When D.C. Police Chief Cathy L. Lanier first heard about a new federal immigration enforcement program last year, she said it could have prevented eight murders in the city in the previous two years.
But Lanier’s enthusiasm was tempered by her concern that the program, designed to detect suspects in police custody who are undocumented immigrants, would also ensnare people who had committed minor offenses, prompting immigrants not to report crimes and domestic abuse to police.
Lanier worked behind the scenes last year with federal officials to redesign the program in potentially far-reaching ways, according to recently released internal documents by the U.S. Immigration and Customs Enforcement agency.
But Lanier’s attempt to get the program to focus on serious offenses was stymied after the D.C. Council and community groups expressed reservations about participating in any fashion. Eventually, the city withdrew from the program.
Lanier’s efforts offer a glimpse into the myriad ways in which communities in the Washington region and across the nation have grappled with the controversial immigration enforcement program known as Secure Communities. The District’s experience also reveals how inconsistent federal guidelines have created widespread confusion. Arlington County, for example, was forced to participate in the program against its will. Other jurisdictions, such as the District and Montgomery County, have been given significantly more latitude.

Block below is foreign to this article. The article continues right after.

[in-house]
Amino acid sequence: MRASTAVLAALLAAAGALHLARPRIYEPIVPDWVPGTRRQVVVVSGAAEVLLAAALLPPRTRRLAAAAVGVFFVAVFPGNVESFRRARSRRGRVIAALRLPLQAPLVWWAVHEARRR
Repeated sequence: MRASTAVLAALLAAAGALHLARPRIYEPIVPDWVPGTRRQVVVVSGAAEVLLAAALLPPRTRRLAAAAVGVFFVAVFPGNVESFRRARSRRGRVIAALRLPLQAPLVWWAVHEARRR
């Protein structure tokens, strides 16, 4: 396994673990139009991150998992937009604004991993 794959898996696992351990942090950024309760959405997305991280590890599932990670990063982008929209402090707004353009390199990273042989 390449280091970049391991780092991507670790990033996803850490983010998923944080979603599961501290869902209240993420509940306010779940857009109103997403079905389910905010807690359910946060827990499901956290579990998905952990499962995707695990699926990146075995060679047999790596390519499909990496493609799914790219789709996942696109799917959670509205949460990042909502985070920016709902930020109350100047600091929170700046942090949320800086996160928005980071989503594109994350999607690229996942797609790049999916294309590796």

The Secure Communities program grew out of recommendations by the 9/11 Commission and has become a centerpiece of the Obama administration’s effort to focus immigration enforcement on criminals.
Under the program, fingerprints routinely collected by local authorities are forwarded to Immigration and Customs Enforcement for a status check. If a fingerprint is matched with someone known to be in the country illegally, ICE can order the immigrant’s detention as a first step toward deportation.
Initially, federal immigration officials promised many local governments that their participation would be voluntary. But in late 2009 and 2010, the officials modified their assurances. Instead, they began telling communities that the only voluntary part of the program was that a jurisdiction could choose not to receive information about why ICE wanted police to detain someone — a relatively minor aspect of the program.
“Because Secure Communities is fundamentally an information-sharing partnership between federal agencies, state and local jurisdictions cannot opt out from the program, though state and local jurisdictions can opt not to receive the results of immigration queries,” ICE spokesman Brian Hale said.
Hale said he expected that every jurisdiction in the country would be actively participating in the program by 2013. He credited the program with apprehending more than 59,000 undocumented immigrants who committed crimes, including about 21,000 who had committed serious offenses such as murder, rape and child sexual abuse.